September 9, 2009 3:58 PM | Report Offensive Comments
Wake up, WP,
Chuck Hughes, Detroit Lyons died on the field in an NFL game in 1976.
September 9, 2009 3:59 PM | Report Offensive Comments
Wake up, WP.....
NFL player Chuck Hughes of the Detroit Lions died in a Monday Night Football Game in 1976.
September 9, 2009 4:11 PM | Report Offensive Comments
Football, baseball, boxing, and many other sports can results in life threatening injuries. The risk doesn't begin at the professional level, high school athletes die as well.
More common are the injuries that ruin someone's body and shorten his or her life.
September 9, 2009 4:14 PM | Report Offensive Comments
The heavier a player is the more damage they are capable of doing, when they hit somebody. This isn't high level science here.
Football is an inherently violent game on a certain level. Protective gear is certainly necessary, but it's ability to protect against severe injury is not unlimited, especially when you consider the players get bigger all the time.
Other commenters have said that players have already died in during a game. If that's true, I'm surprised it doesn't happen more often, when you consider the abuse the game entails. There was a study done not that long ago that showed brainscans of many of NFL players and the results weren't that much different from someone with Alzheimers.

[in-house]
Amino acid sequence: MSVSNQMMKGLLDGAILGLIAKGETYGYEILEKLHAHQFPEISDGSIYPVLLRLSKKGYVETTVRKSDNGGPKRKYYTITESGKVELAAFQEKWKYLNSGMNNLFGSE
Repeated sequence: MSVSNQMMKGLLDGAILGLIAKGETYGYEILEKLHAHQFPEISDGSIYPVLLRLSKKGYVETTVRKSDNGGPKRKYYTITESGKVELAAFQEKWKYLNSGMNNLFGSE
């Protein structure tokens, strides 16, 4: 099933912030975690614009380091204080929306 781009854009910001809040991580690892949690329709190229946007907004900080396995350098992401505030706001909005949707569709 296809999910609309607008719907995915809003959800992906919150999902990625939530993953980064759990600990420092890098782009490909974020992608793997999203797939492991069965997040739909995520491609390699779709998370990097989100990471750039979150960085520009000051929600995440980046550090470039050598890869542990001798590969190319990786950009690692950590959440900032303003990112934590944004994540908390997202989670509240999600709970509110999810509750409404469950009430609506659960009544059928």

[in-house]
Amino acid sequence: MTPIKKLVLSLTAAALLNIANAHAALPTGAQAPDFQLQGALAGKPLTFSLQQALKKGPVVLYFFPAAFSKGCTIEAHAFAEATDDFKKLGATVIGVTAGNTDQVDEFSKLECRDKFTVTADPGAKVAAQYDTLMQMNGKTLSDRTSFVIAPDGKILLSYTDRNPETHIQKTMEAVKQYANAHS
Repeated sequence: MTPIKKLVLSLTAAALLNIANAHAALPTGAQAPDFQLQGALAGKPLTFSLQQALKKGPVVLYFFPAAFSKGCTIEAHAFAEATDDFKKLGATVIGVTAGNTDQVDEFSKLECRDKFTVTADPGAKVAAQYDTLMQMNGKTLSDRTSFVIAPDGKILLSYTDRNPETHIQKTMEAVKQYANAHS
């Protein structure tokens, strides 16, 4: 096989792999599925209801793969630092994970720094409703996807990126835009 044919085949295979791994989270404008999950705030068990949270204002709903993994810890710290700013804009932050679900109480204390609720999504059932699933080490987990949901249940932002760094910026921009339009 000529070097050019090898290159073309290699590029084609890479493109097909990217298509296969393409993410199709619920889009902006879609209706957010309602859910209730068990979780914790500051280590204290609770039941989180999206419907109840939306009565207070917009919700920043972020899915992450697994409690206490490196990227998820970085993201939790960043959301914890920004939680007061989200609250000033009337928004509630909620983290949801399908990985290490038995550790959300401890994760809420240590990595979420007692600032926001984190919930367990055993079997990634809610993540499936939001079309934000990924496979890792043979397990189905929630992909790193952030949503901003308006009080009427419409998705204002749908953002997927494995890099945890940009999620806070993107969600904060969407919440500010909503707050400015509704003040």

The players get paid well, and it's a free country, so they can do whatever they want. However, there is definitely a price to be paid.
September 9, 2009 4:28 PM | Report Offensive Comments
Don't know what the Per Capita Statistics are, but High School Football seems a lot more dangerous.
Monte Haun firstname.lastname@example.org
September 9, 2009 6:01 PM | Report Offensive Comments
"Is death an inherent risk NFL players must accept every time they step on the field?" asked another way is "Is death an inherent risk NASCAR drivers (high speed vehicle accidents), hockey players (skating blades and slashing), lacrosse (wild stick action), baseball batters must accept every time...?
The answer is, of course, yes. Just as (said earlier) constructions workers take chances, U.S. diplomats in unfriendly environments, police on the streets of any major city, firemen, steel mill workers, and workers in hundreds of occupations must accept every time they perform their job. But, with few acceptions, football players, unlike boxers (forgetting kick boxers, etc.) don't go to work with the idea that someone is trying to kill them if at all possible.